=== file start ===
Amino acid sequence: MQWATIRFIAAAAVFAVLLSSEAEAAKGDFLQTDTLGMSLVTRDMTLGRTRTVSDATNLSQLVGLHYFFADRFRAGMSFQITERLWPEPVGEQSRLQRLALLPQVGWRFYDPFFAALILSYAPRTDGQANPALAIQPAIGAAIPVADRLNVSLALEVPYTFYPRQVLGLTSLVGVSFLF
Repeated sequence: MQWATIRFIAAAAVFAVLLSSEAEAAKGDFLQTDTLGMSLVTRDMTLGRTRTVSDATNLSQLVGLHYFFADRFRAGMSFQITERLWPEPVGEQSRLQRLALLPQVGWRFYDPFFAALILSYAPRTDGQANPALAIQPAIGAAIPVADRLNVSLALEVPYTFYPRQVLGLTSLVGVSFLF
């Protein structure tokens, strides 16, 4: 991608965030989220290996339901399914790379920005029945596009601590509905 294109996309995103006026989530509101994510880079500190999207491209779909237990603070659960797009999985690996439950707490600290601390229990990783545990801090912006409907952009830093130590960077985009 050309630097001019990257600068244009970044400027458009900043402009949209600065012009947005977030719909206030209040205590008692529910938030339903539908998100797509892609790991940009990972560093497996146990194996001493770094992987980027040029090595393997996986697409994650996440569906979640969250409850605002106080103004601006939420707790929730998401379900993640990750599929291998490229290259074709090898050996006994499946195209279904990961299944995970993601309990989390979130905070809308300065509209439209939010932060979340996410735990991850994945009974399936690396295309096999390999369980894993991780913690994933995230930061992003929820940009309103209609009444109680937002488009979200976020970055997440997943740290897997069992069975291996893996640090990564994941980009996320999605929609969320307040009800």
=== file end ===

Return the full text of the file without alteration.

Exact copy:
Amino acid sequence: MQWATIRFIAAAAVFAVLLSSEAEAAKGDFLQTDTLGMSLVTRDMTLGRTRTVSDATNLSQLVGLHYFFADRFRAGMSFQITERLWPEPVGEQSRLQRLALLPQVGWRFYDPFFAALILSYAPRTDGQANPALAIQPAIGAAIPVADRLNVSLALEVPYTFYPRQVLGLTSLVGVSFLF
Repeated sequence: MQWATIRFIAAAAVFAVLLSSEAEAAKGDFLQTDTLGMSLVTRDMTLGRTRTVSDATNLSQLVGLHYFFADRFRAGMSFQITERLWPEPVGEQSRLQRLALLPQVGWRFYDPFFAALILSYAPRTDGQANPALAIQPAIGAAIPVADRLNVSLALEVPYTFYPRQVLGLTSLVGVSFLF
């Protein structure tokens, strides 16, 4: 991608965030989220290996339901399914790379920005029945596009601590509905 294109996309995103006026989530509101994510880079500190999207491209779909237990603070659960797009999985690996439950707490600290601390229990990783545990801090912006409907952009830093130590960077985009 050309630097001019990257600068244009970044400027458009900043402009949209600065012009947005977030719909206030209040205590008692529910938030339903539908998100797509892609790991940009990972560093497996146990194996001493770094992987980027040029090595393997996986697409994650996440569906979640969250409850605002106080103004601006939420707790929730998401379900993640990750599929291998490229290259074709090898050996006994499946195209279904990961299944995970993601309990989390979130905070809308300065509209439209939010932060979340996410735990991850994945009974399936690396295309096999390999369980894993991780913690994933995230930061992003929820940009309103209609009444109680937002488009979200976020970055997440997943740290897997069992069975291996893996640090990564994941980009996320999605929609969320307040009800």